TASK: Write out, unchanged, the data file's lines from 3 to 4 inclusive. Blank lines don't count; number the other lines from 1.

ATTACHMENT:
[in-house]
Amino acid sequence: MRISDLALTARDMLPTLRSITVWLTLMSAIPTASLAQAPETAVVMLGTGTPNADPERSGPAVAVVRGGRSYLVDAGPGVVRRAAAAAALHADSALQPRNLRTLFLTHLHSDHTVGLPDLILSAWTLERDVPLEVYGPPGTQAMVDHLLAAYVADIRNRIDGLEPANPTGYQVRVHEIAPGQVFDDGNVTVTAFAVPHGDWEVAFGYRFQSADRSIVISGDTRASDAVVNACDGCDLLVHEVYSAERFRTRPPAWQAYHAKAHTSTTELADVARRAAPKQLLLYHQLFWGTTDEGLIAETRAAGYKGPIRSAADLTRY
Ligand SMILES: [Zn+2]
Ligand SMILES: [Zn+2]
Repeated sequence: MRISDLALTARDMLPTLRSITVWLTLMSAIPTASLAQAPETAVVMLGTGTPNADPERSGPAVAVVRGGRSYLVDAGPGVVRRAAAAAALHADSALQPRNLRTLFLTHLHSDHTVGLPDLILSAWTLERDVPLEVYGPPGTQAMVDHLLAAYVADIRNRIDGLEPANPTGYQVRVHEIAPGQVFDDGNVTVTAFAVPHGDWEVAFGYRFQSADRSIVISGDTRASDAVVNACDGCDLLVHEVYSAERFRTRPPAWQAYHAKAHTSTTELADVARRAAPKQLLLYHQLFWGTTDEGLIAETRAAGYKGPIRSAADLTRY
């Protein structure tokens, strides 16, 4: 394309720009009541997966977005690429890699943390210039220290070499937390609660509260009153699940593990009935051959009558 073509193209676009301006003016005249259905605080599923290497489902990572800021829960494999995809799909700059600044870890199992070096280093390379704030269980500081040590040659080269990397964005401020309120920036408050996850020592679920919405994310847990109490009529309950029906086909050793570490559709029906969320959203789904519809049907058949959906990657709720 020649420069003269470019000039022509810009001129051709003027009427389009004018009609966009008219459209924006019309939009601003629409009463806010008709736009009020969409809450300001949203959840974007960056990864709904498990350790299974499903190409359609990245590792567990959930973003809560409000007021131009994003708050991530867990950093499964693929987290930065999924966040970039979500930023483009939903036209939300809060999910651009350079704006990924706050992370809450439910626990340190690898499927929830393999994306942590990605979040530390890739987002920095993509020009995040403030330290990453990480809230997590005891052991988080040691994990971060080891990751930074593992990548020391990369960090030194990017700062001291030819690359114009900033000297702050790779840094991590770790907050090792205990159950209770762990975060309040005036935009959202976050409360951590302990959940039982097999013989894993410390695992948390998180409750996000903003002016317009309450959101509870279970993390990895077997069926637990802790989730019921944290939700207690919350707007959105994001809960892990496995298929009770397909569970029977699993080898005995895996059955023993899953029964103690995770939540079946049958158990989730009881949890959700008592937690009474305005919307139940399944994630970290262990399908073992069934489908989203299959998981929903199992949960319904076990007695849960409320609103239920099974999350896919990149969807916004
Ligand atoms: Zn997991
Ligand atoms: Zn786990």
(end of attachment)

Ligand SMILES: [Zn+2]
Ligand SMILES: [Zn+2]